Willamette Falls Paper Company is a non-integrated mill that utilizes three paper machines to produce both coated and uncoated grades of paper for both printing and packaging applications. The mill produces nearly 100,000 tons of paper annually, with the final products presented in the form of large rolls four feet in diameter. While the mill’s main focus is on traditional paper-making, it is also a leader in the utilization of non-traditional fiber sources such as pulp from wheat straw.
Boiler Efficiency Project: Steam generated through two natural gas boilers plays a crucial role in the paper-making process at the facility and natural gas usage generates NOx and CO emissions. Efficiently running boilers are a high priority for the Willamette Falls Paper Company’s (WFPC) so they can minimize NOx and CO emissions which are regulated air contaminants.
Jason planned to experiment with various boiler operating parameters such as the flow of the natural gas and air being fed into the boiler, the strength of the burners, and the number of burners operating at a single point. Before the experiments began, the intern spent several weeks assessing detailed efficiency calculations that were conducted with real-time data analytics. Jason found that the boiler was already operating at maximum efficiency; the assessment is estimated to save WFPC up to $20,000 in engineering overhead and salaries by eliminating the need for future resources.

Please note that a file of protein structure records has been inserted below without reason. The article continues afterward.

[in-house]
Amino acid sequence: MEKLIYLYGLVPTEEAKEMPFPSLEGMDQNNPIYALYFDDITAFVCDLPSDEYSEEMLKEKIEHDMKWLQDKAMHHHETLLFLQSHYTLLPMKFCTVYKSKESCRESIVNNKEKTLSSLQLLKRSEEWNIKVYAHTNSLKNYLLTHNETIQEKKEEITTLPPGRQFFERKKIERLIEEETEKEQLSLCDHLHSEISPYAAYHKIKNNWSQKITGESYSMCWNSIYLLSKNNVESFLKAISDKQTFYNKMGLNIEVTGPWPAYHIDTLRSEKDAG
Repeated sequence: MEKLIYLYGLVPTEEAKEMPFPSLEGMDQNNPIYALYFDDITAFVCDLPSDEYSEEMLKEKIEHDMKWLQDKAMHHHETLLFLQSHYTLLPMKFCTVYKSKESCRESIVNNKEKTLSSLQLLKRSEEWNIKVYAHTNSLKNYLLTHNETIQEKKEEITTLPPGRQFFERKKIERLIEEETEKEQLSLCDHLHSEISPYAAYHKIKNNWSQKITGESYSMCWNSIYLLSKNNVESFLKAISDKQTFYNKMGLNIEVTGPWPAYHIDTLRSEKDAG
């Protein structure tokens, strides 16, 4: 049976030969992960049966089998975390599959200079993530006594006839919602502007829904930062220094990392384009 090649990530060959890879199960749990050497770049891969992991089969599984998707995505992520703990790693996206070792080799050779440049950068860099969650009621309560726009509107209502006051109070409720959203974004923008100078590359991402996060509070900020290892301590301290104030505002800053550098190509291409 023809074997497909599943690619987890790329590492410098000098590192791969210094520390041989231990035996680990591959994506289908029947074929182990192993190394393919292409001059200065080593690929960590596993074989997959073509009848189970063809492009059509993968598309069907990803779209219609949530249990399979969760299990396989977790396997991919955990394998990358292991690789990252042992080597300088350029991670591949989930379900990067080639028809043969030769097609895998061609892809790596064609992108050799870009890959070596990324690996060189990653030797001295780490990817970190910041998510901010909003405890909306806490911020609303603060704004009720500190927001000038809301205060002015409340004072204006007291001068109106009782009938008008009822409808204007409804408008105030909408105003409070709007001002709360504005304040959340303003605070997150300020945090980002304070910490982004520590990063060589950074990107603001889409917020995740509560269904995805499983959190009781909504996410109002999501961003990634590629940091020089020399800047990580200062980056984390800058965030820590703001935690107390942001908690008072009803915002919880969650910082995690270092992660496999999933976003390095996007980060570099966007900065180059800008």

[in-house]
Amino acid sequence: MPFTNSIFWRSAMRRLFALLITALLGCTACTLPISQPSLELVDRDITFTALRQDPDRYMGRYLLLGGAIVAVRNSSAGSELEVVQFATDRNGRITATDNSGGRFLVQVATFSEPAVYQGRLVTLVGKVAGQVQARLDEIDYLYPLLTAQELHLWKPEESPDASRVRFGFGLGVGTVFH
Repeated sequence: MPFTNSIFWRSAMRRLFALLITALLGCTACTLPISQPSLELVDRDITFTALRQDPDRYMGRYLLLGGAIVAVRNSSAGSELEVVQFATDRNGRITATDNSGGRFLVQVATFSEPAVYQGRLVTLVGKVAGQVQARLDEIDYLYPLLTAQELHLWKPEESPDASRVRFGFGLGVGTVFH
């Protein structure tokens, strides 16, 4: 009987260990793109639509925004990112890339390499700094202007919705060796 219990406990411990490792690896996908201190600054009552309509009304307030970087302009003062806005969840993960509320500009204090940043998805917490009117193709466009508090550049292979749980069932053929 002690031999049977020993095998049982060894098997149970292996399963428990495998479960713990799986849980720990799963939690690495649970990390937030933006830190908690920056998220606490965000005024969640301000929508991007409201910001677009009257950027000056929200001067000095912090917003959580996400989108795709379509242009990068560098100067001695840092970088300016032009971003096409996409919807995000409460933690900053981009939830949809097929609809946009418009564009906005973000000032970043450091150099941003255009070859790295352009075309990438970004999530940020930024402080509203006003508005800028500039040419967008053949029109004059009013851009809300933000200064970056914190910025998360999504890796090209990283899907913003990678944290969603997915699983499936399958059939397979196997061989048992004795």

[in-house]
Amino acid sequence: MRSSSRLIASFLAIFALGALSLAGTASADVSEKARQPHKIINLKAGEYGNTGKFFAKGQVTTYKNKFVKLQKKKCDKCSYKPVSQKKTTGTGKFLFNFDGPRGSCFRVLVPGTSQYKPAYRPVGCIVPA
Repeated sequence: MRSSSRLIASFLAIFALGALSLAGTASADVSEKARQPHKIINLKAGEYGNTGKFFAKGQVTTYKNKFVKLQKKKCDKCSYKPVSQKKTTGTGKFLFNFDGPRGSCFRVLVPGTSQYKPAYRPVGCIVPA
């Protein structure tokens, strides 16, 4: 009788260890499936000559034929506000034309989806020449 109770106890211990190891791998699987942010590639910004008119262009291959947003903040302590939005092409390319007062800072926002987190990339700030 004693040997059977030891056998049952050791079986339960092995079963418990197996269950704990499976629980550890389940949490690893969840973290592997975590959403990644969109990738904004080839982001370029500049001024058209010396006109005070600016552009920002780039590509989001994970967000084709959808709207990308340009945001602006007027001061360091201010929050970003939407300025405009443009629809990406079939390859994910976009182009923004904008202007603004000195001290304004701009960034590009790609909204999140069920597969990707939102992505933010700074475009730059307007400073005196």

Plastic Contamination Project: WFPC utilizes recycled paper fibers from post-industrial waste to produce paper products, however, large amounts of plastic contaminants are in the incoming bales. Jason identified six key sampling locations around the mill and created a material balance of the recycling process. He recommended to WFPC that the dewatered sludge, containing less than 0.01% of plastics, be diverted from the landfill and sold for fertilizer.
Potential annual savings: $173,000 to $257,000 and 600 pounds to 1000 pounds of plastics
Plastics Prevention Project: Jason expanded on WFPC’s staff ideas to install upgraded cleaners and recommended monitoring and continue to conduct removal efficiency tests. One real is lost to plastics per week. Jason recommended that further research be put into screening plastics at the main mill effluent basin and in understanding the impacts of fully opening the main mill effluent valve to the clarifier. The last recommendation is for WFPC to research the possibility of using the waste removed from the recycled paper fiber bales as fuel for cement production, as seen in other states.
Potential annual savings: $333,000 for introducing the upgraded cleaners which could remove an estimated 56,210 pounds of plastics annually.